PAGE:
Hamilton discovered purpose not just to be a racing driver

Jamie Woodhouse
Lewis Hamilton, Mercedes, walks and applauds. Bahrain March 2022.

Lewis Hamilton, Mercedes, walks and applauds in Bahrain. March 2022.

Lewis Hamilton has said that as time has passed, he discovered that while Drivers’ titles are great personally, his purpose was to inspire change.

Hamilton statistically is tied with Michael Schumacher as the most successful Formula 1 driver of all time as a seven-time World Champion, though he comfortably holds several other outright records, including most race wins, podiums and pole positions in the series.

And while very much still focused on chasing that record-breaking eighth crown, Hamilton has spent the recent years becoming increasingly vocal regarding inequalities which he sees in Formula 1, pushing to make it a more diverse series which features people from a range of different backgrounds.

As he grew older, Hamilton said it became clear to him that this was his purpose, to use the platform he had carved to generate positive reforms, not only in Formula 1 but in wider society also.

Lewis Hamilton waves on the podium. Bahrain March 2022.
Mercedes driver Lewis Hamilton salutes the fans after finishing on the podium. Bahrain March 2022.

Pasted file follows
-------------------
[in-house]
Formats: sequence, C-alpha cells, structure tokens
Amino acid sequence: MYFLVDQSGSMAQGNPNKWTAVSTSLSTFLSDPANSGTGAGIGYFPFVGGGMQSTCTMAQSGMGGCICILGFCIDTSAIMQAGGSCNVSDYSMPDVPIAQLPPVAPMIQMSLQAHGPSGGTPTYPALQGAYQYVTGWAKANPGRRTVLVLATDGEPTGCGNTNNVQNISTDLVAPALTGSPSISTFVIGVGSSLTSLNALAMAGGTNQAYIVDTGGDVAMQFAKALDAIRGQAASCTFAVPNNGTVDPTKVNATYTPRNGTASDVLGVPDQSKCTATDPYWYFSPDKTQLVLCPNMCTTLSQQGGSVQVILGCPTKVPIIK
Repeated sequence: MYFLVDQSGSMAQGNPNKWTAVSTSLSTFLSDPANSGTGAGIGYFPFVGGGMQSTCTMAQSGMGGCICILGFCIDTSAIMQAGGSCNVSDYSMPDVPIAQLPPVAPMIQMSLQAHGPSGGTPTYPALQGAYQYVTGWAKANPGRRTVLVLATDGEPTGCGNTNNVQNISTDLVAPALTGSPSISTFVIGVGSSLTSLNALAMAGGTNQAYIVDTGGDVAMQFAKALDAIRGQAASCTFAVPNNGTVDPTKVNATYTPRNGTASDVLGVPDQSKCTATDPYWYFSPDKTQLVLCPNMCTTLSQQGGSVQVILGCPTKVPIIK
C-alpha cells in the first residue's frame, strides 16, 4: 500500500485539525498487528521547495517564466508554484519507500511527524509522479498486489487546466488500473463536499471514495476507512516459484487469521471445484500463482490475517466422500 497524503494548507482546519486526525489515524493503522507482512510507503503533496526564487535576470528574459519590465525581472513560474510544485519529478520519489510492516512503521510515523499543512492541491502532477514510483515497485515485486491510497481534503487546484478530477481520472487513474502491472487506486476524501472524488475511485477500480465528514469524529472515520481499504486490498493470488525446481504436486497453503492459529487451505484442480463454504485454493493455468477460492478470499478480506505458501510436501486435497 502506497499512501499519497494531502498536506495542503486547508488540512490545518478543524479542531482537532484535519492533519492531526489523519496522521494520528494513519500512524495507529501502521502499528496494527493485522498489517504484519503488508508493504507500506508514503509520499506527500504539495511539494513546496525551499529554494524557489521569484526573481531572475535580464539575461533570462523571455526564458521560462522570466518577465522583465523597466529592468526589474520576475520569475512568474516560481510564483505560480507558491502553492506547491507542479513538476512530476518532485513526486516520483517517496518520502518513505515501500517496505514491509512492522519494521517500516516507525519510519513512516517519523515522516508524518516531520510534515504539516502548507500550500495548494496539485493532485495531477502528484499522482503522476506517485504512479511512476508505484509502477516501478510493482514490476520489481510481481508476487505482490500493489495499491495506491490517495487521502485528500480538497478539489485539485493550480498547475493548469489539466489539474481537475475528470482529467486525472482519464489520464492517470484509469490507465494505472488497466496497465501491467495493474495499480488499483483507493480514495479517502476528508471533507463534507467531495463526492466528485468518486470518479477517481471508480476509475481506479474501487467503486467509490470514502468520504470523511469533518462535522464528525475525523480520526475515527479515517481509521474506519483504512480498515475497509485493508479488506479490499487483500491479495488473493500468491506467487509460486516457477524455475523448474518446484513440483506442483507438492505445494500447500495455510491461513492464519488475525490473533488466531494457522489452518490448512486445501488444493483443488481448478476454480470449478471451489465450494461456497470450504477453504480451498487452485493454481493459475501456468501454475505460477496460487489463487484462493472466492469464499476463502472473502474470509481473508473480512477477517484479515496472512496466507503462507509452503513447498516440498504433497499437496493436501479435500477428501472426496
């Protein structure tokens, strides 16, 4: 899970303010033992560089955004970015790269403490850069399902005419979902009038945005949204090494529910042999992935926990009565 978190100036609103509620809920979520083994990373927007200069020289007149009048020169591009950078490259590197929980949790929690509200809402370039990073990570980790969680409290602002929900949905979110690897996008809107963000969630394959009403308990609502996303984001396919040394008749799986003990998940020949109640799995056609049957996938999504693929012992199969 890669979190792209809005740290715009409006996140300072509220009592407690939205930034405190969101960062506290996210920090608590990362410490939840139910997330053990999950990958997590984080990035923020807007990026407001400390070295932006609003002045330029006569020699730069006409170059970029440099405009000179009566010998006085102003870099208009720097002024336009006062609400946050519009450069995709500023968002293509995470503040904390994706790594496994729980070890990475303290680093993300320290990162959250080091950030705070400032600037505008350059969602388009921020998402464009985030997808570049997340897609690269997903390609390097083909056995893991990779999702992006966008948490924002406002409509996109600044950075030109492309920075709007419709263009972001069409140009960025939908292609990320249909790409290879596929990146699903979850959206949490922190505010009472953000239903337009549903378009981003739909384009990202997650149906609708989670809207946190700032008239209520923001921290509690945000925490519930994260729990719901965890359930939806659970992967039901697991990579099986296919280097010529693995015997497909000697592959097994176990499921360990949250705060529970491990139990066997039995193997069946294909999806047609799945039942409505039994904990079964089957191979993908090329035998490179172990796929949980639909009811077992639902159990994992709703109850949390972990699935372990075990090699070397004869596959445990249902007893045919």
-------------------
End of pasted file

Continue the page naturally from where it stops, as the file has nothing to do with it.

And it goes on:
“I think as I started getting older, I started thinking I am winning these championships but what does it really mean and I realised that these championships are very rewarding personally, but they’re not changing anything,” Hamilton told Sky Sports F1.

“You have another credit to your name but it doesn’t change the world, it doesn’t change the fact we still have wars, we still have racial injustice, there are still people being abused, there are all sorts of things out there so what are we going to use this medium for, what are we going to use this platform for.

“I guess I really discovered my purpose, it’s not just being a racing driver.”


In terms of Formula 1, Hamilton sees it as his “role” to work with the series’ CEO Stefano Domenicali to shape the future.

And being able to use his platform to make change happen, Hamilton says is “more rewarding than any championship”.

“That’s my role here I think to continue to hold those conversations, sit with Stefano and say what are you doing and how can we work together?” Hamilton explained.

“It goes back to bringing people on the journey rather than calling people out and unfortunately it takes a lot of yapping, but I think people seem more keen to be on the journey together and they empathise more with it and say yes, we can do a better job.

“I’ve got this platform and I am able to apply pressure in an uncomfortable way sometimes but also it is a real opportunity to spark that change and that for me is more rewarding than any championship.

“My goal is that in the next five, ten years you’re looking back at the sport and I am watching TV, hopefully with my kids, and they see young women engineers and mechanics and they’ll know there is an opportunity.”


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